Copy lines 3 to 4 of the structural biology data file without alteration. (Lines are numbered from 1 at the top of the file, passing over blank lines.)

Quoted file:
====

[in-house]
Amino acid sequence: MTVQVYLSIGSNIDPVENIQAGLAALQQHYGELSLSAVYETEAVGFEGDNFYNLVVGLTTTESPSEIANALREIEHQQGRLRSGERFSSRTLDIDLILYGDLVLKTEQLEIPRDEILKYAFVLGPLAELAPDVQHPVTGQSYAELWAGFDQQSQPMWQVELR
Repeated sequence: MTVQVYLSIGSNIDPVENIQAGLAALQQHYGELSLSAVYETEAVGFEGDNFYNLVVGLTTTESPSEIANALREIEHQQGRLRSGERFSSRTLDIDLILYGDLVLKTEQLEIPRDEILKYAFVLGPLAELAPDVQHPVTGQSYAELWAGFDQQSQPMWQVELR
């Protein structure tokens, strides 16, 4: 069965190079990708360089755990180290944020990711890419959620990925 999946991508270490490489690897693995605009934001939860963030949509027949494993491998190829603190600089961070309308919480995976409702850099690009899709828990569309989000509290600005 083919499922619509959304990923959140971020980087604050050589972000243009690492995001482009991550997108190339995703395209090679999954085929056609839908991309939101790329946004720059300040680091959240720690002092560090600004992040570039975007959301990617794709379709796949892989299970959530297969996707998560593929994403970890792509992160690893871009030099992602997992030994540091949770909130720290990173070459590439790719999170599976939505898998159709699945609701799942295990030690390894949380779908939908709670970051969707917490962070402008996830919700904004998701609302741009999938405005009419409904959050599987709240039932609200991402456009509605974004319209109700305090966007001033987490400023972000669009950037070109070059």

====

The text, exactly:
Repeated sequence: MTVQVYLSIGSNIDPVENIQAGLAALQQHYGELSLSAVYETEAVGFEGDNFYNLVVGLTTTESPSEIANALREIEHQQGRLRSGERFSSRTLDIDLILYGDLVLKTEQLEIPRDEILKYAFVLGPLAELAPDVQHPVTGQSYAELWAGFDQQSQPMWQVELR
């Protein structure tokens, strides 16, 4: 069965190079990708360089755990180290944020990711890419959620990925 999946991508270490490489690897693995605009934001939860963030949509027949494993491998190829603190600089961070309308919480995976409702850099690009899709828990569309989000509290600005 083919499922619509959304990923959140971020980087604050050589972000243009690492995001482009991550997108190339995703395209090679999954085929056609839908991309939101790329946004720059300040680091959240720690002092560090600004992040570039975007959301990617794709379709796949892989299970959530297969996707998560593929994403970890792509992160690893871009030099992602997992030994540091949770909130720290990173070459590439790719999170599976939505898998159709699945609701799942295990030690390894949380779908939908709670970051969707917490962070402008996830919700904004998701609302741009999938405005009419409904959050599987709240039932609200991402456009509605974004319209109700305090966007001033987490400023972000669009950037070109070059």